Archive for October 1st, 2012

Thanks to Menachem Wecker of U.S. News & World Report for this #twutorial guest post: 

Menachem Wecker

Self-portraiture used to be something that artists tended to gravitate toward when they couldn’t afford models. There are exceptions, of course, such as Rembrandt, who painted himself as a startled, young man, yet too small to fill his smock, and continued to study his own features even as a mature artist — a good deal stockier and more severe in his gaze. But even when the 17th century Dutch painter peered through the mirror, he was listening rather than talking.

Without naming any names, some social media ninjas, gurus, and other self-declared experts have given social media a bad name for their incessant babbling about themselves. It’s true. Twitter, Facebook, and all the other social tools are great platforms for people who like to trumpet their own fleeting thoughts. But even more importantly, social networks are unprecedented machinery for listening. That’s particularly true for journalists.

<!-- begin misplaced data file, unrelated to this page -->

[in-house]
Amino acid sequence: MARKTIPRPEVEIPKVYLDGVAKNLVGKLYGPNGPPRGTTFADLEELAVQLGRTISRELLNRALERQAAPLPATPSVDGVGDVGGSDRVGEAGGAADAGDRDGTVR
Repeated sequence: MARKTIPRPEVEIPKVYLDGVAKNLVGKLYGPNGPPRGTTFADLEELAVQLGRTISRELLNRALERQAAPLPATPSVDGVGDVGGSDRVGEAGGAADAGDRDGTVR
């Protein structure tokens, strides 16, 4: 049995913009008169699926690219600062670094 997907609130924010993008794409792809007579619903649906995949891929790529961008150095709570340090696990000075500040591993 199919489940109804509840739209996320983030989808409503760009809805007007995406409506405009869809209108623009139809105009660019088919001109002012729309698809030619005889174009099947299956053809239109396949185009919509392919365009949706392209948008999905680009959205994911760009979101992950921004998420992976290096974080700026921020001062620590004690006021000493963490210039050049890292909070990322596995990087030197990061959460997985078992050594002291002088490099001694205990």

But specifically when it comes to Twitter, there’s listening and then there’s listening. I’ve long contended that social media networks are the closest thing I can think of to a crystal ball. It might be sexier to be a ninja or a guru, but mining the search-engine optimized Tweets of millions of users is actually far more valuable to a journalist. Some people turn to social media to reinforce what they already think they know. Others take the social media plunge with an open mind, knowing they will find things they never knew to even seek.

That’s true of sources as well. As the education reporter at U.S. News & World Report, I spend a lot of time talking to prospective and current students, digging for consumer-focused higher education trends. It would be a cinch to just call up the communications offices at colleges and universities across the country rather than hunting for sources on LinkedIn, Twitter, Facebook, and Google+. But there are a few reasons I try to use that path only as a last resort in a pinch. (more…)


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